Sunday, December 27, 2015

Cautionary Tails

Every day I look for her obituary. But now I fully expect there will be none.  It has been a month and one half since her death yet I can’t forget it.

She was my academic rival in grammar school. We had first met when she moved into my neighborhood, actually across the street.  We were kindergarten friends with her even attending my fifth birthday party held in the back room of my parents apartment. We started first grade together, sharing Sr. Barbara’s kind words to encourage reading and third grade listening to  Mrs. Gizzi’s war stories of her various surgeries.  She even showed me her glass eye in the palm of her hand. ( She had a retinoblastoma as an infant) Either she or I were the last ones standing after Sr. Gabriel’s “Math Games” where girls were called to stand in the front of the class by a frail old nun with a wicked laugh. “How do you spell “ISOSCELES” L?  “What is a PARALLELOGRAM” J?  “ The formula for the area of a RHOMBUS”? The questions only stopped with the last man standing.

While I enjoyed it, I never quite sensed the terror in my fellow students eyes. 

L went onto the corresponding high school of my grammar school.  She had won the coveted scholarship by scoring 0.2 higher on the qualifying exam.  I in turn went to another slightly more traditional high school just four blocks away. We had nonetheless kept in touch through mutual friends and going to school dances at local boys high schools.

She stayed local after high school whereas I left to find the midwest and the world.

She stayed even more local following the tradition of young adults in my city, living in NJ while working in NY, not unlike previous generations.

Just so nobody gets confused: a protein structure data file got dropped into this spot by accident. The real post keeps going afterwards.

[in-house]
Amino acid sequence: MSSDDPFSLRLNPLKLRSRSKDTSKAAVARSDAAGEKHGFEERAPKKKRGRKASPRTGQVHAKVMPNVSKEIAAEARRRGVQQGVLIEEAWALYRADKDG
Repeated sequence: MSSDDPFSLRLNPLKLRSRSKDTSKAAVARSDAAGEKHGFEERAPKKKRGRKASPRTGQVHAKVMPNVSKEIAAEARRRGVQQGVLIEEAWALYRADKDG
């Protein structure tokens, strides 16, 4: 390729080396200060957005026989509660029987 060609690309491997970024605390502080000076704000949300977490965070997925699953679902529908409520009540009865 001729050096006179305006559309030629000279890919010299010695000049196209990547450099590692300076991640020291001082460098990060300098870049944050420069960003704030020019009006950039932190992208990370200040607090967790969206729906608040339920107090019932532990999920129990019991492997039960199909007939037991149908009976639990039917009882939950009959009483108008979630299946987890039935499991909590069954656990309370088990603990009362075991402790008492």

She experienced privilege.  Her parents won a Million dollar lottery in NJ.  Yet like most lottery winners, their fate was far from luck.  Her father died soon thereafter and she and her mother fought viciously over the money, eventually suing each other. 

I remember going to a mutual friend’s wedding and seeing L for the first time in years.  Her face was hardened, steely and her attitude cold. She was stick thin. She was a bridesmaid and her walk up the aisle a swagger and her glaze daggers. She didn’t even glance at her mother seated alone in the back row, but if she had, her stare would have cut deeply.

Year went by.  Marriages, children, houses, etc.  L and I went our ways.  I was still living in Chicago when I heard of her diagnosis. Hearing someone had AIDS in 1992 was not a good thing.  It didn’t hold the promise of a chronic manageable disease it does now. Some hot shot stock trading boyfriend she had. A Bright Lights, Big City story that was a typical as moussed big hair in the late 1980’s. I remember mourning in a way. I would send her Christmas cards from that point on.  I guess I was trying to say that I was out there still thinking of her.  They were never reciprocated.

I would hear about her from time to time.  Her mother had passed away.  She bought a 5 bedroom house in a tony suburb.  Friends had helped her with that house, but she never helped them. There is only so much giving and not receiving a friendship can take.